Fitzgerald may not have a gift for finding the meaning in a song, but in the area of rhythm, she has no peer. Jazz isn’t jazz without swing—the elusive momentum that balances tension and relaxation. And Ella swings, joyously. She scats; she hops over large intervals; she weaves clever quotations into her improvisations. Even on pop recordings like “Paper Moon,” she glides through the lumbering accompaniment with the grace of a ballerina. Whether or not you call them jazz, her Songbooks—collections of standards by George Gershwin, Irving Berlin and Cole Porter—are among American music’s great vocal achievements.

So who cares about categories?

. . .

What do you think of critics who try to classify you as a jazz or a pop singer?

I don’t know what I am. I don’t care whether people call me jazz or pop. I just love to sing, and I try to sing whatever I think people want to hear. Songs that fit my style.

. . .

Are you happy with the way your career has progressed?

I’m grateful to be as popular as I am, and happy to have been popular for so many years. Who wouldn’t be?

Back to what's happening:
Environment and Greening
Want a climate deal? Rich nations will have to pay up to help poor ones

By Ben Adler
It’s helpful to understand game theory if you want to know why it’s so difficult to reach an international deal to reduce climate emissions. Everyone will be better off if everyone does their part, but if one country gets away with doing nothing while the others reduce their emissions, that country would be the biggest winner of all, enjoying the benefits of averted catastrophe without any of the costs. That calculation could lead to a lot of countries bailing out. No one wants to be the sucker who cuts emissions but still doesn’t prevent catastrophic climate change because no one else participated.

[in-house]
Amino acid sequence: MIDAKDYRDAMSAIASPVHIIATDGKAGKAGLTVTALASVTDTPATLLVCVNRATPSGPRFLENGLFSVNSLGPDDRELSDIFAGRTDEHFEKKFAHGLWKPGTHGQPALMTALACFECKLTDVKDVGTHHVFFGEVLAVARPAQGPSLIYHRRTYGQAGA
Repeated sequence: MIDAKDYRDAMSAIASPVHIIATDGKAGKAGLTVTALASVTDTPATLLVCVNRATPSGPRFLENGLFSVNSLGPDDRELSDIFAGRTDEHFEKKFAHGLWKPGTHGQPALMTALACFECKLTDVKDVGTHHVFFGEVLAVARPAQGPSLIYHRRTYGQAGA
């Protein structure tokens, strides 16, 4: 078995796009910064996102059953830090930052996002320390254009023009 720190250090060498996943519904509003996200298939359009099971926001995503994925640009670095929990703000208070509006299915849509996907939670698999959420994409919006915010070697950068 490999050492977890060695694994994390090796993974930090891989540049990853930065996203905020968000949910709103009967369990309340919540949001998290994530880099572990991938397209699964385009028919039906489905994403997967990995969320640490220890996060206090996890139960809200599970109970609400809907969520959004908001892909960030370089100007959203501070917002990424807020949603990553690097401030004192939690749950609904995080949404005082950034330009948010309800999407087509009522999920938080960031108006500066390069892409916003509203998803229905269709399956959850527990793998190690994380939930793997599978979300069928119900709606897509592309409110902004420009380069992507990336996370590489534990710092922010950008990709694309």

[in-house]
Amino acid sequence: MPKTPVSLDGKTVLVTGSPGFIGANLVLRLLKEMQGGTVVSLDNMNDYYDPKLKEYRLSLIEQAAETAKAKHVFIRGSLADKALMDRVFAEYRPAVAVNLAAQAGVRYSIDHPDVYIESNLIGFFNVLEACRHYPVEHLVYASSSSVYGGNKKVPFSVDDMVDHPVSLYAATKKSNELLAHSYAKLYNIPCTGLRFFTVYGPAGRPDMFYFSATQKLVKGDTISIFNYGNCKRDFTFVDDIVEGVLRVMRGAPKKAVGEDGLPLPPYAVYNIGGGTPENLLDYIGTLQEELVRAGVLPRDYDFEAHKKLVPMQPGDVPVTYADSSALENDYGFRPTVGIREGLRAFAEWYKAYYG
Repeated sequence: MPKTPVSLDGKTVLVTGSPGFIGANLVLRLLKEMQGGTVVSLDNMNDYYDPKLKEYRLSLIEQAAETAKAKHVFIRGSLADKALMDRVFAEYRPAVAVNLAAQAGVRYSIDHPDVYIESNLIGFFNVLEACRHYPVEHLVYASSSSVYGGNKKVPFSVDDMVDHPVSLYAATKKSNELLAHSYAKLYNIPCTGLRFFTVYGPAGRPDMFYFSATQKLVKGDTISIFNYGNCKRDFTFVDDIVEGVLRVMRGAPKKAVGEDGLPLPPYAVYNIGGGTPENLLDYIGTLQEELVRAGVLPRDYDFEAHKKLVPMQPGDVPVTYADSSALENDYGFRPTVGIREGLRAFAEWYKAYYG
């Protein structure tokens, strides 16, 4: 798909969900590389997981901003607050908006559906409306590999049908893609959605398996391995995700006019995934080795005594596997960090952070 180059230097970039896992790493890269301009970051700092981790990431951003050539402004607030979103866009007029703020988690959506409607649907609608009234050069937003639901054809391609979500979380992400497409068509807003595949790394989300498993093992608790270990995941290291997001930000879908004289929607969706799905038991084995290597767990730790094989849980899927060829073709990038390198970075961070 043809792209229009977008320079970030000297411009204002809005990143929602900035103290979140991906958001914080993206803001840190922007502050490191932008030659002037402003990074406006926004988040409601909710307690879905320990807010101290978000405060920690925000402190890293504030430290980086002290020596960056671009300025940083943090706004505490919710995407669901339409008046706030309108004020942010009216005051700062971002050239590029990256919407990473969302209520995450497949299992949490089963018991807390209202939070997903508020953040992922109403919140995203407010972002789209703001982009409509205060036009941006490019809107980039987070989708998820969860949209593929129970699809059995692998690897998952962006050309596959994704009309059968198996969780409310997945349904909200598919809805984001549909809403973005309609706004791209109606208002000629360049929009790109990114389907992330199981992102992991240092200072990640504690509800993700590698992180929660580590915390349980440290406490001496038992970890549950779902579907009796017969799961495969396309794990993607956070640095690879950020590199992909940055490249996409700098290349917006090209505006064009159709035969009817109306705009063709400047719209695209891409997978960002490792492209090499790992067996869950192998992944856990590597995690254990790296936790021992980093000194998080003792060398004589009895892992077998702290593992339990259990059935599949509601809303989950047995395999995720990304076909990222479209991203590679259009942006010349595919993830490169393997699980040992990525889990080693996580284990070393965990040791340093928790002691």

. . .

Sure enough, at the ongoing climate talks in Warsaw, Poland, we’re finding that any commitment from developing countries to reduce emissions is contingent on the Green Climate Fund being fully funded. Daily Climate reported on Friday, “The failure of rich countries to fulfill a $100 billion promise to help poorer countries adapt to climate change has become a major block at the halfway mark of the United Nations talks now underway in Poland.”

Paying into the Green Climate Fund should be a no-brainer. It’s both a matter of social justice and a wise investment in protecting our own coastlines and communities from more extreme damage in the decades ahead. (The U.S. government is spending $60 billion on Hurricane Sandy recovery alone.)

. . .